Amidst this, the developerfiled another miscellaneous application on June 9, 2020, after it got an oral communication from the MSEDCL that they would be visiting the project site to disconnect the disputed projects.

The company claimed that despite informing MSEDCL about its petition with the Commission and asking them not to take any coercive steps until it was dealt with, representatives of the DISCOM entered the site premises and forcibly disconnected the projects. In itsmiscellaneous application, the wind generatorasked the Commission to direct MSEDCL to reconnect the 2 MW project and resume power supply. It also asked for the Commission to declare the actions of the MSEDCL as illegal and arbitrary.

In its response, the MSEDCL said that there was no valid agreement for these projects and that Orange Maha Wind had failed to finalize the registration with MEDA as per the state’s Renewable Energy Policy 2015. Further, MSEDCL added that the communication it had issued to the generatordid not guarantee the purchase of power. It noted that the communication also said that permission for commissioning the disputed project was subject to MEDA’s clearance for the projects within 15 days.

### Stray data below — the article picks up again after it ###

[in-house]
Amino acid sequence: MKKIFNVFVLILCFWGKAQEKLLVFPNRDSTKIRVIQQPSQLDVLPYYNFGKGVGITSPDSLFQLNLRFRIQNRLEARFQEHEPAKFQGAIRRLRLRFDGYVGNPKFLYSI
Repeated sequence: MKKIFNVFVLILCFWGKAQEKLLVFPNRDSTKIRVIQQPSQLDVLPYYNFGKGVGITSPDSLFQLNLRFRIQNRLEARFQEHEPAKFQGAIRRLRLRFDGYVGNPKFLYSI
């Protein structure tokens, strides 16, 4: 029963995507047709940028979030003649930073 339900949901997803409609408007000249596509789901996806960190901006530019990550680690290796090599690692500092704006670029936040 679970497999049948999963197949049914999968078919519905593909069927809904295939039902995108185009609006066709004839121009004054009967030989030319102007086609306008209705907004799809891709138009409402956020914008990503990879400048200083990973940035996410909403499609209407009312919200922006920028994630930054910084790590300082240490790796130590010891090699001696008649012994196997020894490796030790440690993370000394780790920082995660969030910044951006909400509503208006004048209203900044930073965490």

Upon analysis, the Commission refuted Orange Maha Wind’s claim that the lack of an EPA would not affect grid safety.

“For the safe and secure operation of a power system, any power flow must have an identified generator who injects power into the grid and consumers (distribution licensee, open access consumers, or self-consumption) that draw such power from the grid. Without these two important components in the power flow or transaction, it would be impossible to run power systems safely and securely,”the Commission explained.

It further reiterated that the power injected without a valid contract would lead to deviations in withdrawal from or injection into the grid and would result in penalties under the deviation settlement mechanism (DSM) to enforce grid discipline. Without a valid contract, it would be difficult to identify whom to impose these penalties on in case of deviations. The Commission emphasized that to avoid these issues, injection of power without a valid EPA needs to be discouraged.